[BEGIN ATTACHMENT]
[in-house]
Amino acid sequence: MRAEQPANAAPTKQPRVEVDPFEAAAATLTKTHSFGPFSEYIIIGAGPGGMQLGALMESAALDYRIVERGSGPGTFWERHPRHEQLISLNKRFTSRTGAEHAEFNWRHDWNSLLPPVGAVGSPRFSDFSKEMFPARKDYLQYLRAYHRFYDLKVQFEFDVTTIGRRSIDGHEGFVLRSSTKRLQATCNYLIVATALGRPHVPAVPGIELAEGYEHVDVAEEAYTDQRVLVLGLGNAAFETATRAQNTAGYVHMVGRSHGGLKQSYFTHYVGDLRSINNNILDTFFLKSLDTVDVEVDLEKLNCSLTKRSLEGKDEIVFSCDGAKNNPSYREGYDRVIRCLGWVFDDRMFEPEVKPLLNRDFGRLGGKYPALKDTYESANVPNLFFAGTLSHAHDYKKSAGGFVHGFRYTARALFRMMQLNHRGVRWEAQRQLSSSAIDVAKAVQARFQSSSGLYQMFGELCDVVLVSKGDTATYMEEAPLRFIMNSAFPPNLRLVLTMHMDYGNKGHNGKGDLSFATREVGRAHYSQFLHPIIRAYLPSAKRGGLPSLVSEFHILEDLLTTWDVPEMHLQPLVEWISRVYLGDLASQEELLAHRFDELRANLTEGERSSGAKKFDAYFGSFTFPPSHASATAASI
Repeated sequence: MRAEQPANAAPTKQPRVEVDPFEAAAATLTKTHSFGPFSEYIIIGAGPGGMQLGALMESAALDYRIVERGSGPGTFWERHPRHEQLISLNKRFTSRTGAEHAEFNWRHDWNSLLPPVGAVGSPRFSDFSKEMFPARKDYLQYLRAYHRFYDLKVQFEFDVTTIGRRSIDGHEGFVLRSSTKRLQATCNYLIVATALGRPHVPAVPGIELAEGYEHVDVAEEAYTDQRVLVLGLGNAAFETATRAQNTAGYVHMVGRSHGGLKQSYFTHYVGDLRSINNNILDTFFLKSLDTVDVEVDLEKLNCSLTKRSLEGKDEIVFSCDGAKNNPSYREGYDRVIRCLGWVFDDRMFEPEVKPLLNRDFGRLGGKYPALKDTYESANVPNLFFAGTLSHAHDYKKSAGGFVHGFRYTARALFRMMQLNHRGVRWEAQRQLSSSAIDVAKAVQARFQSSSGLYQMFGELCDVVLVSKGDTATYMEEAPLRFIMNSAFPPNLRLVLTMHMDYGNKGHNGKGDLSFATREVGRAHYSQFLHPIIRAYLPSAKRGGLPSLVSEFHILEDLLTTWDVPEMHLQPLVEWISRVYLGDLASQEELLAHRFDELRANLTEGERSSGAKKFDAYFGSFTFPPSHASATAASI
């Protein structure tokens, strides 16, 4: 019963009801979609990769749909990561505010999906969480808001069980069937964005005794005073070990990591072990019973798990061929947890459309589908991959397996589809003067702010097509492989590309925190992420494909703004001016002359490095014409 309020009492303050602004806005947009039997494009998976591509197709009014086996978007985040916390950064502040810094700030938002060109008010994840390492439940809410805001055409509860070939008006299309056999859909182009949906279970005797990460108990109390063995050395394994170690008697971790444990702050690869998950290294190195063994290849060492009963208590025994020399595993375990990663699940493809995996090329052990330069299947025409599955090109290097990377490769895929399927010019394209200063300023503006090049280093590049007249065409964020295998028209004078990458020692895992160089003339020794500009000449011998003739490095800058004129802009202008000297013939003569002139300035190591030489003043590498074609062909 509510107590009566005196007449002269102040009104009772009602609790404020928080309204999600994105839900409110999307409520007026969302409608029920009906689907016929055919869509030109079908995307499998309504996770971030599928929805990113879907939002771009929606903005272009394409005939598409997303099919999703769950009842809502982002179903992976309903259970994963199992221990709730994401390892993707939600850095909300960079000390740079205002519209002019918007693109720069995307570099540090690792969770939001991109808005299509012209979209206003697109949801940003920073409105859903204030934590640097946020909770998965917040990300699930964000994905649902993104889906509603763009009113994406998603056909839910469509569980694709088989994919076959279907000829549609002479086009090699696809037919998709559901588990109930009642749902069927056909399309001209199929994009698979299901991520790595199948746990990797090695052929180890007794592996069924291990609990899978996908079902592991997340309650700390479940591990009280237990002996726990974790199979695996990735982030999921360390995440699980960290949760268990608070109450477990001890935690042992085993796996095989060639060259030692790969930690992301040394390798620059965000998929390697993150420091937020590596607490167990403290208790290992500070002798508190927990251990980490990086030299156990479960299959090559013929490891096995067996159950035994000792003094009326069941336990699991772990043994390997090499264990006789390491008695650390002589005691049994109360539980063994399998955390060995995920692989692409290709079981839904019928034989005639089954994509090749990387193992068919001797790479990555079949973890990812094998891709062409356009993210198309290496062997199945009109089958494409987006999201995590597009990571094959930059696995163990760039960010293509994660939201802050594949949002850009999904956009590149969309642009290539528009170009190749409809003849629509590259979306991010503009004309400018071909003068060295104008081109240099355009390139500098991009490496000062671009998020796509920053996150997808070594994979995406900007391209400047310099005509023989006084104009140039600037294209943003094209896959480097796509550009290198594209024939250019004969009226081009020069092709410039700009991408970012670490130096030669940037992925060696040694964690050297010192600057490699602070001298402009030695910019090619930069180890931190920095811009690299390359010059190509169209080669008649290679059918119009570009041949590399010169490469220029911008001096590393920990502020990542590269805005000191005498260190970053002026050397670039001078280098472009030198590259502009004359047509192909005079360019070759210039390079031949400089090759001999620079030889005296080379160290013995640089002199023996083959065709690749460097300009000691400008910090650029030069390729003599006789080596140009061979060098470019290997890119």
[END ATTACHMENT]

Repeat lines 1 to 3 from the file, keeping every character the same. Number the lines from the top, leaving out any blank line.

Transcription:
[in-house]
Amino acid sequence: MRAEQPANAAPTKQPRVEVDPFEAAAATLTKTHSFGPFSEYIIIGAGPGGMQLGALMESAALDYRIVERGSGPGTFWERHPRHEQLISLNKRFTSRTGAEHAEFNWRHDWNSLLPPVGAVGSPRFSDFSKEMFPARKDYLQYLRAYHRFYDLKVQFEFDVTTIGRRSIDGHEGFVLRSSTKRLQATCNYLIVATALGRPHVPAVPGIELAEGYEHVDVAEEAYTDQRVLVLGLGNAAFETATRAQNTAGYVHMVGRSHGGLKQSYFTHYVGDLRSINNNILDTFFLKSLDTVDVEVDLEKLNCSLTKRSLEGKDEIVFSCDGAKNNPSYREGYDRVIRCLGWVFDDRMFEPEVKPLLNRDFGRLGGKYPALKDTYESANVPNLFFAGTLSHAHDYKKSAGGFVHGFRYTARALFRMMQLNHRGVRWEAQRQLSSSAIDVAKAVQARFQSSSGLYQMFGELCDVVLVSKGDTATYMEEAPLRFIMNSAFPPNLRLVLTMHMDYGNKGHNGKGDLSFATREVGRAHYSQFLHPIIRAYLPSAKRGGLPSLVSEFHILEDLLTTWDVPEMHLQPLVEWISRVYLGDLASQEELLAHRFDELRANLTEGERSSGAKKFDAYFGSFTFPPSHASATAASI
Repeated sequence: MRAEQPANAAPTKQPRVEVDPFEAAAATLTKTHSFGPFSEYIIIGAGPGGMQLGALMESAALDYRIVERGSGPGTFWERHPRHEQLISLNKRFTSRTGAEHAEFNWRHDWNSLLPPVGAVGSPRFSDFSKEMFPARKDYLQYLRAYHRFYDLKVQFEFDVTTIGRRSIDGHEGFVLRSSTKRLQATCNYLIVATALGRPHVPAVPGIELAEGYEHVDVAEEAYTDQRVLVLGLGNAAFETATRAQNTAGYVHMVGRSHGGLKQSYFTHYVGDLRSINNNILDTFFLKSLDTVDVEVDLEKLNCSLTKRSLEGKDEIVFSCDGAKNNPSYREGYDRVIRCLGWVFDDRMFEPEVKPLLNRDFGRLGGKYPALKDTYESANVPNLFFAGTLSHAHDYKKSAGGFVHGFRYTARALFRMMQLNHRGVRWEAQRQLSSSAIDVAKAVQARFQSSSGLYQMFGELCDVVLVSKGDTATYMEEAPLRFIMNSAFPPNLRLVLTMHMDYGNKGHNGKGDLSFATREVGRAHYSQFLHPIIRAYLPSAKRGGLPSLVSEFHILEDLLTTWDVPEMHLQPLVEWISRVYLGDLASQEELLAHRFDELRANLTEGERSSGAKKFDAYFGSFTFPPSHASATAASI